"Where color of title is not required, and where the hostile character and extent of possession are otherwise sufficiently shown, one may acquire adversary title, although his possession is not under a deed or other muniment of title...."

And in 1 Am. Jur. 864; Adverse Possession, § 127:

"Adverse possession may exist independent of title. One who seeks to set up an adverse possession need not have a good title, or in fact any title, except a possession adverse and hostile to that of the true owner under a pretense or color of title...."

Plaintiff's contention that the judgment cannot stand for the reason there was no proof of delivery of the deed, is without merit.

Plaintiff next contends that mere occupancy of the tract and the construction of the fence is insufficient to constitute adverse possession. It may be stated that the question of adverse possession is one of intention. The intent with which the occupant has held possession is to be determined from all of the surrounding circumstances and especially from the acts of the possessor. His intention need not be manifested by words of mouth. (2 C.J.S. 519, Adverse Possession, § 7; Tucker v. Hankey, supra.) To constitute adverse possession of land it is not absolutely necessary that there should be inclosures, buildings or cultivation, but the acts done must be such as to give unequivocal notice of the claim to the land, adverse to the claim of all others, and must be of such a character and so openly done that the real owner will be presumed to know that possession adverse to his title has been taken. Applying the foregoing rules to the facts as disclosed by the record in this case, we conclude that defendant did more than merely occupy the premises. Seitz was at the school meeting in 1913 when the question of additional school property was necessary to make it an accredited school. *556 He owned the property to the west of the original school site. He offered to take $100 for the additional tract. He and his wife executed a warranty deed to it. He was paid $100. Immediately thereafter, Seitz and other patrons of the school district constructed a woven wire fence inclosing the original with the additional tract. He recognized the fence to be the boundary line from the year 1913 until his death in 1933. He made no complaint in his lifetime, and during that period he acquiesced in defendant's making valuable improvements on the additional tract. All of this was evidence from which the jury was justified in finding that defendant had a clear case of adverse possession of the tract of land to the line fence between the Seitz property, owned by plaintiff, and that of the school district. During all of approximately thirty-seven years the possession by the defendant school district was exclusive, hostile, actual, open, notorious and uninterrupted, and the court did not err in entering judgment quieting title in the defendant.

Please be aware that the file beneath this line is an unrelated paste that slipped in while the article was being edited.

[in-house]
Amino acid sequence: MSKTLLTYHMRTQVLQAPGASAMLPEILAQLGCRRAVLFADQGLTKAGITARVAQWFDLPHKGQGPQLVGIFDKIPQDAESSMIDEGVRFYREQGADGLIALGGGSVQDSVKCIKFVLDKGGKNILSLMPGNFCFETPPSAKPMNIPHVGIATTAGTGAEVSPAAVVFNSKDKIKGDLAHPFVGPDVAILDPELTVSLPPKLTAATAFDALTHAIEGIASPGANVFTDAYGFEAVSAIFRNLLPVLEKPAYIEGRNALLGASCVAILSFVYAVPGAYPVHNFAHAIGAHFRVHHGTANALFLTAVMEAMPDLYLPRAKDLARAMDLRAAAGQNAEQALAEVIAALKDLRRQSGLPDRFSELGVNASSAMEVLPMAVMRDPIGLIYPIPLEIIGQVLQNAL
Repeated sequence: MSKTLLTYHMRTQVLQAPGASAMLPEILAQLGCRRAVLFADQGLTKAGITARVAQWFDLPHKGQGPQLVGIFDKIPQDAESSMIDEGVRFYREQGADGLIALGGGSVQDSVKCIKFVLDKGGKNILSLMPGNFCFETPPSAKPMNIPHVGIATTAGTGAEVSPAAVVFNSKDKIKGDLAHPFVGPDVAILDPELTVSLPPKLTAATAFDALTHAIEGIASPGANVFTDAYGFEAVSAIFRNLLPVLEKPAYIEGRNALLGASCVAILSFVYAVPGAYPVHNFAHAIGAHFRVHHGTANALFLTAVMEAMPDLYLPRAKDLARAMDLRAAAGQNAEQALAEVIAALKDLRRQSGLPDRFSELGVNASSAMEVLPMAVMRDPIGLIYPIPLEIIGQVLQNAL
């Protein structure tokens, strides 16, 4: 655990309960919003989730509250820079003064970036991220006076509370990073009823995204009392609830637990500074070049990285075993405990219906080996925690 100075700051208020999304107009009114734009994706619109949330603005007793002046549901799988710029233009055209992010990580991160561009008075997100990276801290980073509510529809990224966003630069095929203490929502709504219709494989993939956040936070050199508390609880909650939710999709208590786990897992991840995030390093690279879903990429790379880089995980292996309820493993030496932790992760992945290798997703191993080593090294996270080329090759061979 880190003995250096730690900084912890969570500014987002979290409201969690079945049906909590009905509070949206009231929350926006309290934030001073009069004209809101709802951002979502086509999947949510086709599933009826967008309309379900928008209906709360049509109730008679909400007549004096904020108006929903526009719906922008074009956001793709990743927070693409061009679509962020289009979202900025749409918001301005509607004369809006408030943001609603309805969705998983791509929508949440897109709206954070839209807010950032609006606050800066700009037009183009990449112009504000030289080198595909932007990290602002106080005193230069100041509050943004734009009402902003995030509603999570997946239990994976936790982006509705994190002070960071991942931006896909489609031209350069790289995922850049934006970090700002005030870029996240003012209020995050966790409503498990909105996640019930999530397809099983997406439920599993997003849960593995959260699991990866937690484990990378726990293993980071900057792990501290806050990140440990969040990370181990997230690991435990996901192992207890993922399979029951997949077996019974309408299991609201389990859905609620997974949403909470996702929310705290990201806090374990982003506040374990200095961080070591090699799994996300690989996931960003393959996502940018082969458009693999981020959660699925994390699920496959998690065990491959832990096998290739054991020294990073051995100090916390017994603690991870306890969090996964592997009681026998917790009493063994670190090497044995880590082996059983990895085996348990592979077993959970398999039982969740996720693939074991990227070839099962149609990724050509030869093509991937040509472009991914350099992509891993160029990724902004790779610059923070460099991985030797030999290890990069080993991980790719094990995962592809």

Plaintiff complains of the refusal of the court to give certain requested instructions, and that the instructions given did not correctly state the law applicable to the case. It is not necessary for us to set out the requested instructions and the instructions complained of. Suffice it to say that, in our opinion, the instructions sufficiently covered plaintiff's request and the theory and contentions of each party when read as a whole. It is a cardinal rule in this state that instructions to the jury must be considered as a whole, and all must be considered to determine whether the theory and contentions of each party are presented, and an erroneous instruction does not of itself require reversal if all the instructions considered together substantially state the law of the case. (Wing v. Mid-Continent Seeds, 170 Kan. 242, 246, 225 P.2d 78; 5 Hatcher's Kansas Digest [Rev. Ed.], Trial, § 186; 9 West's Kansas Digest, Trial, § 295[1].)

Plaintiff's objections to one instruction and to the court's failure to give additional instructions are without merit. The instructions taken as a whole did not mislead the jury and they are proper. It follows that the judgment is affirmed.